Moreover, Ukraine already has the tools to fight aging aircraft. Earlier this year, Slovakia transferred a number of Russian-made S-300 air defense missile systems to Ukraine, and others may be on the way.

Moscow has long touted the platform's capabilities, and that could explain why the Kremlin is not seeking to control the skies over Ukraine. Russian aviation experts may know that it is a matter of air defense capability outperforming its aging fighter.

"The war in Ukraine proves once and for all that ideas like the non-stealth F-15EX fighter are completely stupid and will only get US pilots killed in a war with Russia or China," said Harry J. Kazianis, President and CEO. The Rogue States Project. "The F-35 is the only fighter jet that is ready and capable of overcoming formidable future air defenses like the S-300, S-400 and S-500 that they have to beat," he explained.

Given the state of the air war in Ukraine, the need for fifth-generation aircraft, particularly the F-35, is likely to become clearer. The F-35 is designed to operate in highly contested airspace, with capabilities that precisely focus on what we've seen in Ukraine today, Billie Flynn, a former Canadian lieutenant colonel and senior F-35 test pilot for Lockheed Martin, told TheAviationist in April.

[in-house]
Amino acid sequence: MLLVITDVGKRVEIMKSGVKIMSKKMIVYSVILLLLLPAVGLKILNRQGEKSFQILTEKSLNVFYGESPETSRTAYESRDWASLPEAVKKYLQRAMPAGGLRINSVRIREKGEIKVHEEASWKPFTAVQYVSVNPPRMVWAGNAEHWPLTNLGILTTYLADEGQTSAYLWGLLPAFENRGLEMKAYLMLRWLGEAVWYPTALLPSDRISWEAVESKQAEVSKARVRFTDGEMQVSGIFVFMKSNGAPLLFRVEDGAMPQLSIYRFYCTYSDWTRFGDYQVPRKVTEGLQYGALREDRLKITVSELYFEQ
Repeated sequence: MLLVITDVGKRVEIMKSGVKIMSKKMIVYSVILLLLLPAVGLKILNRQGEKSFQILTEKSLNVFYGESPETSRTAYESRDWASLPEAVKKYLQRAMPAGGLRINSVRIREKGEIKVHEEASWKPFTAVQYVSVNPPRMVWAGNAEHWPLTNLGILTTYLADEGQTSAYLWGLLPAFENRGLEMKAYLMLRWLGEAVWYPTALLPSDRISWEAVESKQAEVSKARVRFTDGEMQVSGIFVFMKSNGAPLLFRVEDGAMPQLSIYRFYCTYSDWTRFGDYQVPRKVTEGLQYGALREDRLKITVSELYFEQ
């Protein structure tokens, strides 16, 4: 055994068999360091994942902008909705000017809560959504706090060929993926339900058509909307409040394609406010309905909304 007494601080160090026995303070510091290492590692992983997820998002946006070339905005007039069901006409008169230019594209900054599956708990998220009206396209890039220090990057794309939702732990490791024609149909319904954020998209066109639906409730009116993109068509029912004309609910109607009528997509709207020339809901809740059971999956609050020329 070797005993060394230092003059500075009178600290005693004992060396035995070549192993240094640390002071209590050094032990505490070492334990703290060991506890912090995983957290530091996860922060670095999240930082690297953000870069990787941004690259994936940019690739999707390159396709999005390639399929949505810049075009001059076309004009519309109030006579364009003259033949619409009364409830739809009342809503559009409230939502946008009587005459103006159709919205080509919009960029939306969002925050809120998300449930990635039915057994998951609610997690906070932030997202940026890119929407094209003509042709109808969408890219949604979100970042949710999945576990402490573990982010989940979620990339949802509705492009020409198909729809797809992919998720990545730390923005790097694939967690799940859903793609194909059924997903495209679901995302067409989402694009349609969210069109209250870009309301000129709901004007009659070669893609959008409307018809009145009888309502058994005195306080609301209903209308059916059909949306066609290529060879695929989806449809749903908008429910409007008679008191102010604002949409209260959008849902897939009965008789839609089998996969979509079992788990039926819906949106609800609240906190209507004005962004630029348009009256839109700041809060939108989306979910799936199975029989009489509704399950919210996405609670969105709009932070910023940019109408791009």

Flynn added that the F-35 would be the kind of aircraft that could pave the way, and even work alongside other fighters once the airspace was less contested. "If you have the F-35, you don't need the F-16 to do the damage that the F-35 will do," Flynn continued.

“They are a very capable and lethal platform, against SAMs or any kind of ground defense or troop. But once Air Domination is achieved, when you need additional firepower, you use the F-35 to protect the F-16."

Lockheed Martin should put that in its marketing materials. Meanwhile, President Volodymyr Zelenskiy said Moscow's massive air and artillery strikes were aimed at destroying the entire Donbas region. He also urged Ukraine's allies to speed up deliveries of heavy weapons to match Russia on the battlefield.

The fight for the twin cities of Sievierodonetsk and Lysychansk in Ukraine's Luhansk region "entered a kind of scary climax", said Oleksiy Arestovych, Zelenskiy's adviser. Russia is trying to seize Luhansk and Donetsk, which make up the Donbas region, the country's industrial heartland.

On the diplomatic front, European leaders will on Thursday formally put Ukraine on the long road to EU membership at a summit in Brussels. While largely symbolic, the move would help lift morale after four months of a bloody conflict that has killed thousands, displaced millions and devastated cities.

"We must liberate our lands and achieve victory, but faster, much faster," Zelenskiy said in a video speech released Thursday morning, reiterating Ukraine's demands for bigger and faster weapons. "There was a massive air and artillery attack on the Donbas. The aim of the invaders here has not changed, they want to destroy the whole Donbas step by step," he said.

"This is why we repeatedly emphasize accelerating arms deliveries to Ukraine. What is needed urgently is a balance on the battlefield to stop this rogue fleet and push it beyond Ukraine's borders," he said.